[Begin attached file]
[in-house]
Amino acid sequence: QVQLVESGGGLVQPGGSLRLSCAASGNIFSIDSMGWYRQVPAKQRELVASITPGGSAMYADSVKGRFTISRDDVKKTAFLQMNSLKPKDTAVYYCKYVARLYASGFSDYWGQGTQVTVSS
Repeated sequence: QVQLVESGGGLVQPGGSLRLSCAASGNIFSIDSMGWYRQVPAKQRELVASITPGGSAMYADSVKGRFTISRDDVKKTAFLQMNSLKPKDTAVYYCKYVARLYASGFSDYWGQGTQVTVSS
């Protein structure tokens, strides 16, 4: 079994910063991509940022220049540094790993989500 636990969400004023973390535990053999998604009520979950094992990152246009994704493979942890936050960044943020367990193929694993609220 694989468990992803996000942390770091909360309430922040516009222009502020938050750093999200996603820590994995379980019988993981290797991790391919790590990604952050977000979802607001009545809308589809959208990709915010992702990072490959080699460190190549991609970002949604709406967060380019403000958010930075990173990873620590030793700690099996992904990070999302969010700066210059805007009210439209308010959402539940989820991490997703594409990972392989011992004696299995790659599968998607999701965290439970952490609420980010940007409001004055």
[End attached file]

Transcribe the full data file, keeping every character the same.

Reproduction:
[in-house]
Amino acid sequence: QVQLVESGGGLVQPGGSLRLSCAASGNIFSIDSMGWYRQVPAKQRELVASITPGGSAMYADSVKGRFTISRDDVKKTAFLQMNSLKPKDTAVYYCKYVARLYASGFSDYWGQGTQVTVSS
Repeated sequence: QVQLVESGGGLVQPGGSLRLSCAASGNIFSIDSMGWYRQVPAKQRELVASITPGGSAMYADSVKGRFTISRDDVKKTAFLQMNSLKPKDTAVYYCKYVARLYASGFSDYWGQGTQVTVSS
């Protein structure tokens, strides 16, 4: 079994910063991509940022220049540094790993989500 636990969400004023973390535990053999998604009520979950094992990152246009994704493979942890936050960044943020367990193929694993609220 694989468990992803996000942390770091909360309430922040516009222009502020938050750093999200996603820590994995379980019988993981290797991790391919790590990604952050977000979802607001009545809308589809959208990709915010992702990072490959080699460190190549991609970002949604709406967060380019403000958010930075990173990873620590030793700690099996992904990070999302969010700066210059805007009210439209308010959402539940989820991490997703594409990972392989011992004696299995790659599968998607999701965290439970952490609420980010940007409001004055």